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Mahonia aquifolium

Identity

Common name: Oregon grape
Synonyms: Berberis aquifolium, Berberis piperiana, Mahonia piperiana, Odestemon aquifolium
Origin: North America
Plant type: Shrub
Life cycle: Perennial
Code of conduct: Annex II
Invasive status (ISEIA protocol): Black list
Main ornemental function: Ornamental shrub

Description

Shrub up to 0,5 - 2,5 m tall, stoloniferous to stiffly erect. Bark and wood yellowish. Evergreen shiny leaflets with spiny teeth, similar to the native Ilex aquifolium. Yellow flowers. Blue berries.

Spread

High dispersal capacities. Sexual and vegetative reproduction by stem layering. Seeds can colonise new habitats, and clonal growth is predominant in situation of competition with native flora.

Habitat

Mahonia aquifolium is increasingly found in semi-natural habitats like dunes, rock outcrops, grassland and woodlands (pine forests). Tolerant to shade and normally grows in the forest understory. It prefers calcarous soils and can grow in dry and moist conditions.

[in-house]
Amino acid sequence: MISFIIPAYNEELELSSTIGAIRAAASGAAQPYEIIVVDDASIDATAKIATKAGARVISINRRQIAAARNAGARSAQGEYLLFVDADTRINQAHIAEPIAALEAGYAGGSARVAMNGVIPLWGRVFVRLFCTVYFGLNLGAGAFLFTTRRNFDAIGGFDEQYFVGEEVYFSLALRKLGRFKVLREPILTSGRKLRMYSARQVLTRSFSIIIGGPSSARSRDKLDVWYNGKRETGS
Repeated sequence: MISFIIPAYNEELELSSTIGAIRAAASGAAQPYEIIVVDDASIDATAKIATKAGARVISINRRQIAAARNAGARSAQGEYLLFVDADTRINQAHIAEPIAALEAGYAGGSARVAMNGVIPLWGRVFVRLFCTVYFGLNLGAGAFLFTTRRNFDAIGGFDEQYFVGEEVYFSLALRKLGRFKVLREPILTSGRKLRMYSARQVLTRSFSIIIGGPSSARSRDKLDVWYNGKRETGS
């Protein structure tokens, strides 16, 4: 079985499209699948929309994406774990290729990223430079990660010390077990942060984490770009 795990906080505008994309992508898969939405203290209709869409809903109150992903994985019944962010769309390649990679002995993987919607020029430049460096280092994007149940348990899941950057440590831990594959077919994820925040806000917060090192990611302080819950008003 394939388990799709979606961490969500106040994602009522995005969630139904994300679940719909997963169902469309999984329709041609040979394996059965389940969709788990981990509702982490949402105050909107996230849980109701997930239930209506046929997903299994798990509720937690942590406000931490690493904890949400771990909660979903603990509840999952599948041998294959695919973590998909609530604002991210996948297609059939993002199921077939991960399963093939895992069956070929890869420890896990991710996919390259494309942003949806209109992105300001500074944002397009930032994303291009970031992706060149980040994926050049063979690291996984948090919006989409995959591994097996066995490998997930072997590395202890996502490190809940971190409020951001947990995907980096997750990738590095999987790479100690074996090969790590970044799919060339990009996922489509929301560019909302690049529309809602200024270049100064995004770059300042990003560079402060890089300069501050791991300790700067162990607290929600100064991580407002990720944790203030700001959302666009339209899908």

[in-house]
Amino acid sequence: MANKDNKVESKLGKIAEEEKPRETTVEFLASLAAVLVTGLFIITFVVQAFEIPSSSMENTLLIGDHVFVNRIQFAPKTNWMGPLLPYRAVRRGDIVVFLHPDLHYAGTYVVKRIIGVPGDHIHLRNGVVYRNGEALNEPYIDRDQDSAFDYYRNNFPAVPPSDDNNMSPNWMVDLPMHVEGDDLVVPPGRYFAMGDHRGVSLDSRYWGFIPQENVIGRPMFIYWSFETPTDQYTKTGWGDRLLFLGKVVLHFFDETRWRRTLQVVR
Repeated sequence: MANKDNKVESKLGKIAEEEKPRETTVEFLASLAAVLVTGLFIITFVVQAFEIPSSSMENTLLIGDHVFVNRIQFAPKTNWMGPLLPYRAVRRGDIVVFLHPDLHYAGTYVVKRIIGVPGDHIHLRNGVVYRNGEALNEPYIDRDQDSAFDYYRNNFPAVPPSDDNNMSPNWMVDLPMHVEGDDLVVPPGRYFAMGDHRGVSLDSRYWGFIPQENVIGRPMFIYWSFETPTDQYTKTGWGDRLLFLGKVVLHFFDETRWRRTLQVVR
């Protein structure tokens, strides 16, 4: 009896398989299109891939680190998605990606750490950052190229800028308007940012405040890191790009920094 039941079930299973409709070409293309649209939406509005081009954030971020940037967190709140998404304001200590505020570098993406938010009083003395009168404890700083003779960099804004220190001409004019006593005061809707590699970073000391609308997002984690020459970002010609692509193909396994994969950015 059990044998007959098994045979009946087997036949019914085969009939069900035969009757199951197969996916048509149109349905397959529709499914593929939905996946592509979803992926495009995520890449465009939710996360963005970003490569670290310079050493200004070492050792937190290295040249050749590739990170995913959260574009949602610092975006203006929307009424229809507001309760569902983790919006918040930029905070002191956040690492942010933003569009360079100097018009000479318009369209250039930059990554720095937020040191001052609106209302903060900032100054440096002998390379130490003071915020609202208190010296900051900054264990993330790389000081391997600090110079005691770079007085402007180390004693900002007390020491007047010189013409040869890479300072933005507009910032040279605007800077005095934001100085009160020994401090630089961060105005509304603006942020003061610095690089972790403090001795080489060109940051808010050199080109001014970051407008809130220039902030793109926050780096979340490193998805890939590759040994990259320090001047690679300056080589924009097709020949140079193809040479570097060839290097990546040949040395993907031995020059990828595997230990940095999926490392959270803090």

Impact

Species classified A2 in Belgium. Aggressive invader of some forest in central and eastern Germany, where M. aquifolium is considered as one of the most succesfull alien shrub. Populations with high seedling densities. The strong vegetative development of Oregon grape leads to the formation of large and dense populations that are likely to overgrow and outcompete native species. Potentially invasive in Austria and Switzerland. In Belgium, the species is present in chalk grasslands and in dunes. For more information about this species, click here

Recommendation

(1) Avoid planting this species near coastal dunes and rocky habitats, especially in the vicinity of protected areas (natural reserves, Natura 2000 sites, etc.) ; (2) cut the flowers at the end of flowering and before fructification in order to avoid seed dispersal.

Possible native alternative

Main ornemental function

Ornamental shrub

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